Group rights

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In moral and legal philosophy, group rights ( Jura consortii ) are subjective rights whose legal entity is a group as such.

Conceptual distinctions

Unlike individual rights it is not so in the legal entity is a person , but to one (of whatever type) collective . Group rights are also to be distinguished from so-called collective rights or “collective rights”, which can only be exercised collectively, but whose legal holders are still individuals. Rights that are associated with membership in a club or an institution (e.g. the right to use a sports facility) or with a population group (e.g. the right to vote in a certain constituency, or the rights of tenants or workers) typically designed as individual rights and thus do not fall into the category of group rights.


Different legal systems contain rights whose holder is a group. Examples are "peoples", "indigenous peoples", "minorities". In international law , the right of peoples to self-determination, anchored in the UN Charter (Art. 1, Paragraph 2) and in Art. 1 of the two international human rights pacts, is particularly worth mentioning. In addition, certain rights of indigenous peoples are recognized as group rights. Overall, it can be stated that the legal subject is quite unclear and changeable. This is also a typical starting point for criticizing group rights.

Philosophical Criticism

Group rights are controversial in philosophical literature. In part, the criticism is directed against individual examples of group rights, such as the right of peoples to self-determination, but the concept as such is questioned far more often. From the liberal side, the concept is often seen as an attack on individualism and group rights are understood as a threat to individual rights. Liberal criticism of group rights is particularly pronounced when they claim human rights quality. In this case, the protection of individuals by human rights against the power of the state (a collective) is called into question again by the alleged equivalent protection of a collective. However, group rights also often represent a protection for disadvantaged groups within a state against its overwhelming power. It is questionable whether this question can be answered in general.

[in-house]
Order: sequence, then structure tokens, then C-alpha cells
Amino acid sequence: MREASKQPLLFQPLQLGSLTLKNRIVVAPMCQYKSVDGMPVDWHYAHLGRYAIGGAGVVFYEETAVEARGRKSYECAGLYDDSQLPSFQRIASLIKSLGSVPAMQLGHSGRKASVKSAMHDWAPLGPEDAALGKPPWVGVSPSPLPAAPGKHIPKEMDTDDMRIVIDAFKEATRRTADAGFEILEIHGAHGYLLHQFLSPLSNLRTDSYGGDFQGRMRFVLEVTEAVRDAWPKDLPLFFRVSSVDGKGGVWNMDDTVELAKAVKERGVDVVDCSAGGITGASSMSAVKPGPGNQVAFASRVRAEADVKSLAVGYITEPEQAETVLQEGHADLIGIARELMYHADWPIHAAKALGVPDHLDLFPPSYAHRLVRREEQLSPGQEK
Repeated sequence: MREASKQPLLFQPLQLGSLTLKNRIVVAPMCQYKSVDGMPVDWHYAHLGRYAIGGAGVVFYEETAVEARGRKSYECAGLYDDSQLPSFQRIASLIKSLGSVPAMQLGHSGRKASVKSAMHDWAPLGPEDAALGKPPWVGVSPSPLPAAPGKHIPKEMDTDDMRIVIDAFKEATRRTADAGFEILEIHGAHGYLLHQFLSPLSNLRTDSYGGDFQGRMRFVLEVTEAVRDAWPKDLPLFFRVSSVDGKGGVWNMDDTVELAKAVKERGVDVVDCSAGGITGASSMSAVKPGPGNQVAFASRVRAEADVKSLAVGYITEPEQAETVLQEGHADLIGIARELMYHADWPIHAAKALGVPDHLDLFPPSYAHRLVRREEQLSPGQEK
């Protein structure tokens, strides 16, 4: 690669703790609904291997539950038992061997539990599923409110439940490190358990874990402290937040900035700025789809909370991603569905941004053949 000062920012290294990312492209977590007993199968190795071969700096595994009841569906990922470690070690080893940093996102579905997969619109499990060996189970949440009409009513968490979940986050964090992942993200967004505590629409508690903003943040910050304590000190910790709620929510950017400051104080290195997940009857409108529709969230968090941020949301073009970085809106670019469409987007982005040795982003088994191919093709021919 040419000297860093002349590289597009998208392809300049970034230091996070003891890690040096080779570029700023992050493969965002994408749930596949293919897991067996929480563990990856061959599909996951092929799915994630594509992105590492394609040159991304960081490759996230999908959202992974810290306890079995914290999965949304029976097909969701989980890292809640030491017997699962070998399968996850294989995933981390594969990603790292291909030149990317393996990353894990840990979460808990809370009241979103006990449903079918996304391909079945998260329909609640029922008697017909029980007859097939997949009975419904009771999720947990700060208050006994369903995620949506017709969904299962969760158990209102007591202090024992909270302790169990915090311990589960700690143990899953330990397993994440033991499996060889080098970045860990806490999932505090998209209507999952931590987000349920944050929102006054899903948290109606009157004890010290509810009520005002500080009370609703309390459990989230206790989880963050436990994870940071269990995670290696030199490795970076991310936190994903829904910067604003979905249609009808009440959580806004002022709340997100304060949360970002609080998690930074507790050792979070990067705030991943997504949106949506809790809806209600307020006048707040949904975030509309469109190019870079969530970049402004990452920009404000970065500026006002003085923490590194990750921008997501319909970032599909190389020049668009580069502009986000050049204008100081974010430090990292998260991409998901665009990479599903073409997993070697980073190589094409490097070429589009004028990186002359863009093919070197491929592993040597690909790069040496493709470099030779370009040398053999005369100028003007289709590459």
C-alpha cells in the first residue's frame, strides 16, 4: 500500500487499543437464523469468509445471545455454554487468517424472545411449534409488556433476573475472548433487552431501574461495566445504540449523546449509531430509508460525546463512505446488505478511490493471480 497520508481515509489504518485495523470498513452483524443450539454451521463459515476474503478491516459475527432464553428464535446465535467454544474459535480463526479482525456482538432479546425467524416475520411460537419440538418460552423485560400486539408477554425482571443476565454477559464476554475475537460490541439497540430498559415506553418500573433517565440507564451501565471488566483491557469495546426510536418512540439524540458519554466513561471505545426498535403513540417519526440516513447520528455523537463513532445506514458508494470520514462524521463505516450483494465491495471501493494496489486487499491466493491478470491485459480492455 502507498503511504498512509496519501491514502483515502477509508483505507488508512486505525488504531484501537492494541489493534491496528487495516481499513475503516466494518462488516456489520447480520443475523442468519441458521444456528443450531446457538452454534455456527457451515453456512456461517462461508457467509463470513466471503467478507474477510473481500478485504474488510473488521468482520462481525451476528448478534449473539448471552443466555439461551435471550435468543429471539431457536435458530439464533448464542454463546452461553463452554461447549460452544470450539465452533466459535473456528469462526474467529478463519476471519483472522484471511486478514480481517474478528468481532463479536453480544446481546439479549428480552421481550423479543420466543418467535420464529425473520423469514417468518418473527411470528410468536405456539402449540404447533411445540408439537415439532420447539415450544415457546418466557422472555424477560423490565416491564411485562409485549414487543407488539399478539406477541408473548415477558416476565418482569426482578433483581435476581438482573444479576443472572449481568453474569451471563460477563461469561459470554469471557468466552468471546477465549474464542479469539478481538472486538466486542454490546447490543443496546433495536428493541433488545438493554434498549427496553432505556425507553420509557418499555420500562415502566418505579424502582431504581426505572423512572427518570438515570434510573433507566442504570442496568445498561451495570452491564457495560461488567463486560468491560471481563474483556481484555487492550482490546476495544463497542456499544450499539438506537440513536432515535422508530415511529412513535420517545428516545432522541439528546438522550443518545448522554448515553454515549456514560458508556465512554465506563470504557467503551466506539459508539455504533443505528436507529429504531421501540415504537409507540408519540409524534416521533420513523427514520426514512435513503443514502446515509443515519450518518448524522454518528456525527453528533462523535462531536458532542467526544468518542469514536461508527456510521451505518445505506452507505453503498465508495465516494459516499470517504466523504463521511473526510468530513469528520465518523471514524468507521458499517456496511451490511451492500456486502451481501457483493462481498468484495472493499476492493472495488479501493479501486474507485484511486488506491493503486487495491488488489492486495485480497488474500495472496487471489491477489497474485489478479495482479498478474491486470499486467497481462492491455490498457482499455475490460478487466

Individual evidence

  1. ^ A b See P. Jones, Human Rights, Group Rights, and Peoples' Rights, 21 Human Rights Quarterly (1999), p. 80.
  2. P. Jones (2010), "Cultures, Group Rights, and Group-Differentiated Rights", in: M. Dimova-Cookson and PMR Stirk (eds.), Multiculturalism and Moral Conflict (Routledge Innovations in Political Theory, vol. 35 , Routledge, New York), pp. 38-57, especially 39 ff. ISBN 0-415-46615-6
  3. See P. Alston (ed.), Peoples' Rights (The Collected Courses of the Academy of European Law, vol. IX / 2, Oxford University Press, Oxford 2002) ISBN 0-19-924365-4 ; and J. Crawford (ed.), The Rights of Peoples (Clarendon Press, Oxford 1988). ISBN 0-19-825624-8
  4. See SJ Anaya, Indigenous Peoples in International Law (2nd edn., Oxford University Press, Oxford 2004). ISBN 019517349X
  5. The international protection of minorities is largely individualistic. For the European context, see R. Hofmann (1997): Minority Rights: Individual or Group Rights? A Comparative View on European Legal Systems. In: German Yearbook of International Law 40, pp. 356–382.
  6. International Covenant on Civil and Political Rights , and International Covenant on Economic, Social and Cultural Rights .
  7. Cf. for example Art. 6 Paragraph 1, Art. 8 Paragraph 2 and Art. 14 of the ILO Convention No. 169 .
  8. Bisaz, Corsin (2012), The Concept of Group Rights in International Law. Groups as Contested Right-Holders, Subjects and Legal Persons (The Raoul Wallenberg Institute of Human Rights Library, vol. 41, Martinus Nijhoff Publishers, Leiden / Boston), p. 7-12. ISBN 978-9004-22870-2
  9. The entry "Group Rights" in the Stanford Encyclopedia of Philosophy provides a useful overview, see [1] .